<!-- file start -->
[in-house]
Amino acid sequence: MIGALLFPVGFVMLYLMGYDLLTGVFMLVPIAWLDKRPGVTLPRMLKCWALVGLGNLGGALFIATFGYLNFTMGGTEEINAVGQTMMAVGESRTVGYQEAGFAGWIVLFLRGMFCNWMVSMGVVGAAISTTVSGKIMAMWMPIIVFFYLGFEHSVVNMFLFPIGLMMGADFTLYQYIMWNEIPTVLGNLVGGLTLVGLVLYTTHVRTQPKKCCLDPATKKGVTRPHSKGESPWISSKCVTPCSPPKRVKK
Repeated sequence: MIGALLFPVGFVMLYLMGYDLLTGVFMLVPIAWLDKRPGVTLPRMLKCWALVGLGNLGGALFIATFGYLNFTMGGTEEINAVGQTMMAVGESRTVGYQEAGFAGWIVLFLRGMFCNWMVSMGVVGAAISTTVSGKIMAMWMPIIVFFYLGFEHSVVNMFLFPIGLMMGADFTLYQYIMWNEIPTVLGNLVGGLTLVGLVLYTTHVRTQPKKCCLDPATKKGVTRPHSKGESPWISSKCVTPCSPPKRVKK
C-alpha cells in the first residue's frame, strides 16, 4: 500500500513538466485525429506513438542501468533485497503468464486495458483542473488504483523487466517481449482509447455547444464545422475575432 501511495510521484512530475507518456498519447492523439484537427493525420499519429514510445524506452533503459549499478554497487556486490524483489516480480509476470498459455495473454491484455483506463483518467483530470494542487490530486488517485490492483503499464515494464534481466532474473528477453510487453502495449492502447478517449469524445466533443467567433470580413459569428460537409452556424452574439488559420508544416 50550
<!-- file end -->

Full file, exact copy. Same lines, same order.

[in-house]
Amino acid sequence: MIGALLFPVGFVMLYLMGYDLLTGVFMLVPIAWLDKRPGVTLPRMLKCWALVGLGNLGGALFIATFGYLNFTMGGTEEINAVGQTMMAVGESRTVGYQEAGFAGWIVLFLRGMFCNWMVSMGVVGAAISTTVSGKIMAMWMPIIVFFYLGFEHSVVNMFLFPIGLMMGADFTLYQYIMWNEIPTVLGNLVGGLTLVGLVLYTTHVRTQPKKCCLDPATKKGVTRPHSKGESPWISSKCVTPCSPPKRVKK
Repeated sequence: MIGALLFPVGFVMLYLMGYDLLTGVFMLVPIAWLDKRPGVTLPRMLKCWALVGLGNLGGALFIATFGYLNFTMGGTEEINAVGQTMMAVGESRTVGYQEAGFAGWIVLFLRGMFCNWMVSMGVVGAAISTTVSGKIMAMWMPIIVFFYLGFEHSVVNMFLFPIGLMMGADFTLYQYIMWNEIPTVLGNLVGGLTLVGLVLYTTHVRTQPKKCCLDPATKKGVTRPHSKGESPWISSKCVTPCSPPKRVKK
C-alpha cells in the first residue's frame, strides 16, 4: 500500500513538466485525429506513438542501468533485497503468464486495458483542473488504483523487466517481449482509447455547444464545422475575432 501511495510521484512530475507518456498519447492523439484537427493525420499519429514510445524506452533503459549499478554497487556486490524483489516480480509476470498459455495473454491484455483506463483518467483530470494542487490530486488517485490492483503499464515494464534481466532474473528477453510487453502495449492502447478517449469524445466533443467567433470580413459569428460537409452556424452574439488559420508544416 50550